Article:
The actors are firmly in sync with their established characters from the previous entries. Cooper is the handsome, level-headed leader. Helms is the panicky, squirmy, pessimistic nerd. And Galifianakis is the off-the-wall, dim, pratfalling wild-card. The main problem is that in the last four years they’ve all shown that their acting skills far exceed the demands of this weak script. SILVER LININGS PLAYBOOK and BEYOND THE PINES proved that Cooper is so much more than a former People magazine “Sexiest Man Alive” (and Phil from these flicks). Helms, after CEDAR RAPIDS and JEFF,WHO LIVES AT HOME (and as “boss” Andy Bernard on the recently wrapped “The Office” on NBC-TV), can give us a much more nuanced exasperated milquetoast than Stu requires. And Galifianakis can be more witty and wild, as in DUE DATE and IT’S KIND OF A FUNNY STORY (along with his wonderful stints as host of SNL and his internet interview show “Between Two Ferns”) than as the cloying Alan. C’mon writers, do you really think a fella’ who needs medication is funny (then you must have thought SIDE EFFECTs was a laugh riot). The attempts at pathos with Alan land with a loud thud. Now we come to Jeong as Chow. The violent motor-mouth with no impulse control is endearing, eh? Many times he merely comes off as the annoying gangster cousin of SIXTEEN CANDLES’s Long Duk Dong. Jeong is so much better every week (or whenever NBC decides to air it) on “Community”. Goodman has little to do than scream threats and brandish weapons (I doubt 2013 will be as good for him as last year with the double punch of ARGO and FLIGHT). Tambor, Epps, and Heather Graham have brief cameos just to remind viewers of the first film. A small bit by current movie comedy queen Melissa McCarthy as a Vegas pawn shop owner smitten by Alan can’t seem to jumpstart this flick. It’s tough to think of a project that’s a bigger waste of such a wonderfully funny, talented cast.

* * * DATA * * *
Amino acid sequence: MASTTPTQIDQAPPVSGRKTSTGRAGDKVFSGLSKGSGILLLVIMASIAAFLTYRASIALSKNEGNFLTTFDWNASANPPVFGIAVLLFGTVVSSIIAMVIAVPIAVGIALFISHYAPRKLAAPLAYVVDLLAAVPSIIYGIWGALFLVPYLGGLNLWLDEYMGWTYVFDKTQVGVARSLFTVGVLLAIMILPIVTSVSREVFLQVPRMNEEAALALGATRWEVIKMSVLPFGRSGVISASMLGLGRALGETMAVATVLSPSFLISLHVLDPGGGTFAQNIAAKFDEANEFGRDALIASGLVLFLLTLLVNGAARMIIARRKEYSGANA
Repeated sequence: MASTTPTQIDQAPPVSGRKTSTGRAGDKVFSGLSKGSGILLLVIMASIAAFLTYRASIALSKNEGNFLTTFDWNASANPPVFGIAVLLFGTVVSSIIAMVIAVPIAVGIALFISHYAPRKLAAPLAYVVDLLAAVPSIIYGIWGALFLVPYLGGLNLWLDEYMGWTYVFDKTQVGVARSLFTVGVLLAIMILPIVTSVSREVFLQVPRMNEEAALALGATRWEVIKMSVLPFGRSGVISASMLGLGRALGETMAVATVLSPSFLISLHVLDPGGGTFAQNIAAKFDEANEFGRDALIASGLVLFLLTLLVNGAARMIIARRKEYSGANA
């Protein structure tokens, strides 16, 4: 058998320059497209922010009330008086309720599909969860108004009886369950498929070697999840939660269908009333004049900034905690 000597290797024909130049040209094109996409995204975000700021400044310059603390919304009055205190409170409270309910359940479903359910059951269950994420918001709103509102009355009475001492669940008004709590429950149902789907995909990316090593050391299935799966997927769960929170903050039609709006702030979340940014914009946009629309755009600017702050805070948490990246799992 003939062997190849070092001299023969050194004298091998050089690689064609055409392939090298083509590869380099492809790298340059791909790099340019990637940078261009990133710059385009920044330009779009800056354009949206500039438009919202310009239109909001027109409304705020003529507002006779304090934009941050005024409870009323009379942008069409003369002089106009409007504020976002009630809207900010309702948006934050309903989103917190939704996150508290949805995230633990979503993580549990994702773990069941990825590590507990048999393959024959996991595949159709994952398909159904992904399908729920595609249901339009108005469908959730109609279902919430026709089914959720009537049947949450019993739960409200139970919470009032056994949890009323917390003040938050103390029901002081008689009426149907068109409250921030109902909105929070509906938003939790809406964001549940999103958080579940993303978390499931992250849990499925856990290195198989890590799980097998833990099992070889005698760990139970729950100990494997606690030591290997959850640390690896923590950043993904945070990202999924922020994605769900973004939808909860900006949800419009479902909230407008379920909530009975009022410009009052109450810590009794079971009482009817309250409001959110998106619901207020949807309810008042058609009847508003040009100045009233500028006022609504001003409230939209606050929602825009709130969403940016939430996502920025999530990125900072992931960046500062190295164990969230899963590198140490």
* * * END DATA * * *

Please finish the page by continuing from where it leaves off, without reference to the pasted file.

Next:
At least there’s no big wedding at the center of the plot again. But Doug from the first flick is in even greater jeopardy this time (his life is at stake, not just his bride’s wraith). To be honest I skipped the second installment (by all accounts a weak rehash of the first), but I had the same feelings as I felt with the 2009 smash. This is comedy at its most cruel and violent. Mind you I enjoy some nicely staged slapstick. Walk into a door? Funny! Somebody falls down? Same! But in this flick people are brutally murdered as if they were just hit with a cream pie! It makes the taser scene from the first one seem gentle! Chow’s sociopathic behavior is supposed to be cute and zany! He deserves to be in that prison! Indefinitely! I understand that Stu can be a bit of a pill, but he doesn’t deserve the humiliating abuse he’s had to endure during this trilogy. The Vegas location work is quite spectacular and the desert photography is very lovely. But director Todd Phillips just can’t seem to keep the pace going. In many scenes he trains the camera on Galifinakis, hoping that an inspired improv will keep our interest. Maybe he finds this series’ format tiring too. The enormous box office success of the original is a confounding mystery to me, but if that had you in hysterics, then you’ll probably enjoy this final entry. For the rest of us, we can only hope they keep their word when the say that the “wolfpack” have been released into the wild. Now what’s the cure for a “Hangover” hangover?
1.5 Out of 5